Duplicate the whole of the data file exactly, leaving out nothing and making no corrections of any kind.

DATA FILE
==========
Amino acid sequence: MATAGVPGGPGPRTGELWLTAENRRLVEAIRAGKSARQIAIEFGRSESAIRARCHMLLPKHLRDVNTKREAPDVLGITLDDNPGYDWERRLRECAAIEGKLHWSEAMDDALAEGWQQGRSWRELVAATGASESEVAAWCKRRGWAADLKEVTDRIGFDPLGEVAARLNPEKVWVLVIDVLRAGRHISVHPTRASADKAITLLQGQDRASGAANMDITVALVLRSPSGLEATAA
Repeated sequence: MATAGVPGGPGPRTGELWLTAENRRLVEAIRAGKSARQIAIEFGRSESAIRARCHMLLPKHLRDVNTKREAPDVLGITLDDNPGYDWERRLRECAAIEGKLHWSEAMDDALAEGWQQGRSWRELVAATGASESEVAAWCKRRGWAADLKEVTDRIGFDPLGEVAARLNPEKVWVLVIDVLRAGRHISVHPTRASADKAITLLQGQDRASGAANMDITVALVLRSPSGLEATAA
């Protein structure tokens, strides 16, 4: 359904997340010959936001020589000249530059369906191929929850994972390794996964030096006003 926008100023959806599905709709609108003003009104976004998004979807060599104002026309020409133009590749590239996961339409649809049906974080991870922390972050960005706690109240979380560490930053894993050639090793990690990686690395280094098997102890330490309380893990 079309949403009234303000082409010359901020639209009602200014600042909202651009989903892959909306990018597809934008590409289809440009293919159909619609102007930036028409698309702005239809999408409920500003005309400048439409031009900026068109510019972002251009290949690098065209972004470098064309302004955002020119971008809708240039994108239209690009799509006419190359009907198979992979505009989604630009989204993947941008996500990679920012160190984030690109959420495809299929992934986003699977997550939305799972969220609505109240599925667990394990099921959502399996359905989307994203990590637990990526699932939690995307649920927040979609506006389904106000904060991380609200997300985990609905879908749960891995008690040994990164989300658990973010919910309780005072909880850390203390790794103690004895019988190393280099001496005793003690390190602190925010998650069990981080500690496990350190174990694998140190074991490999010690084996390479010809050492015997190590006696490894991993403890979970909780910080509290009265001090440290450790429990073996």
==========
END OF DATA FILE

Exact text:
Amino acid sequence: MATAGVPGGPGPRTGELWLTAENRRLVEAIRAGKSARQIAIEFGRSESAIRARCHMLLPKHLRDVNTKREAPDVLGITLDDNPGYDWERRLRECAAIEGKLHWSEAMDDALAEGWQQGRSWRELVAATGASESEVAAWCKRRGWAADLKEVTDRIGFDPLGEVAARLNPEKVWVLVIDVLRAGRHISVHPTRASADKAITLLQGQDRASGAANMDITVALVLRSPSGLEATAA
Repeated sequence: MATAGVPGGPGPRTGELWLTAENRRLVEAIRAGKSARQIAIEFGRSESAIRARCHMLLPKHLRDVNTKREAPDVLGITLDDNPGYDWERRLRECAAIEGKLHWSEAMDDALAEGWQQGRSWRELVAATGASESEVAAWCKRRGWAADLKEVTDRIGFDPLGEVAARLNPEKVWVLVIDVLRAGRHISVHPTRASADKAITLLQGQDRASGAANMDITVALVLRSPSGLEATAA
């Protein structure tokens, strides 16, 4: 359904997340010959936001020589000249530059369906191929929850994972390794996964030096006003 926008100023959806599905709709609108003003009104976004998004979807060599104002026309020409133009590749590239996961339409649809049906974080991870922390972050960005706690109240979380560490930053894993050639090793990690990686690395280094098997102890330490309380893990 079309949403009234303000082409010359901020639209009602200014600042909202651009989903892959909306990018597809934008590409289809440009293919159909619609102007930036028409698309702005239809999408409920500003005309400048439409031009900026068109510019972002251009290949690098065209972004470098064309302004955002020119971008809708240039994108239209690009799509006419190359009907198979992979505009989604630009989204993947941008996500990679920012160190984030690109959420495809299929992934986003699977997550939305799972969220609505109240599925667990394990099921959502399996359905989307994203990590637990990526699932939690995307649920927040979609506006389904106000904060991380609200997300985990609905879908749960891995008690040994990164989300658990973010919910309780005072909880850390203390790794103690004895019988190393280099001496005793003690390190602190925010998650069990981080500690496990350190174990694998140190074991490999010690084996390479010809050492015997190590006696490894991993403890979970909780910080509290009265001090440290450790429990073996």